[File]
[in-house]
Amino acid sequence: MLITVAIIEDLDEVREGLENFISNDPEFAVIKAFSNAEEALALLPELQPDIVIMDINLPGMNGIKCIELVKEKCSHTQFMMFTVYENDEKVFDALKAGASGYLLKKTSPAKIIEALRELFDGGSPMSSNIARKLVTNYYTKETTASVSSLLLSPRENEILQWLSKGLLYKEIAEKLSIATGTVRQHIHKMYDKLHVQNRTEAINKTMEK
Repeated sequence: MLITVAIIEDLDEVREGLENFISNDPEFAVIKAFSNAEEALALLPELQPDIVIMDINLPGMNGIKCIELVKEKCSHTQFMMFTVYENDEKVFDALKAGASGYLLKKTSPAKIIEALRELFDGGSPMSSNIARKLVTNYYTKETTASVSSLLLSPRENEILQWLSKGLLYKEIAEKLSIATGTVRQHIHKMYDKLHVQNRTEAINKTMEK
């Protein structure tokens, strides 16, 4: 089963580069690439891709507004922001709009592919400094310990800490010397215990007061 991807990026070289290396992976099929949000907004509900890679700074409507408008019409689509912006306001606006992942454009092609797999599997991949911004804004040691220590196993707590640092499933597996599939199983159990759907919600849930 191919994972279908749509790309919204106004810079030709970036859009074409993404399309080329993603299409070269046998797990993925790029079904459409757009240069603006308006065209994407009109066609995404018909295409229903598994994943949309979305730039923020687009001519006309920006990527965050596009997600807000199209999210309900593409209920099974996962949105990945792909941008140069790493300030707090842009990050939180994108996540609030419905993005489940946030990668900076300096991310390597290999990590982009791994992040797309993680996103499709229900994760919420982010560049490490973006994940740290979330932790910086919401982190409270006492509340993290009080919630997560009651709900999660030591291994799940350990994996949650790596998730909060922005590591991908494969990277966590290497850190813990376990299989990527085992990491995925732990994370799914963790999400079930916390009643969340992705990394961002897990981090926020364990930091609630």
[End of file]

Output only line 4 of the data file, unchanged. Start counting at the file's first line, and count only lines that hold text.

């Protein structure tokens, strides 16, 4: 089963580069690439891709507004922001709009592919400094310990800490010397215990007061 991807990026070289290396992976099929949000907004509900890679700074409507408008019409689509912006306001606006992942454009092609797999599997991949911004804004040691220590196993707590640092499933597996599939199983159990759907919600849930 191919994972279908749509790309919204106004810079030709970036859009074409993404399309080329993603299409070269046998797990993925790029079904459409757009240069603006308006065209994407009109066609995404018909295409229903598994994943949309979305730039923020687009001519006309920006990527965050596009997600807000199209999210309900593409209920099974996962949105990945792909941008140069790493300030707090842009990050939180994108996540609030419905993005489940946030990668900076300096991310390597290999990590982009791994992040797309993680996103499709229900994760919420982010560049490490973006994940740290979330932790910086919401982190409270006492509340993290009080919630997560009651709900999660030591291994799940350990994996949650790596998730909060922005590591991908494969990277966590290497850190813990376990299989990527085992990491995925732990994370799914963790999400079930916390009643969340992705990394961002897990981090926020364990930091609630």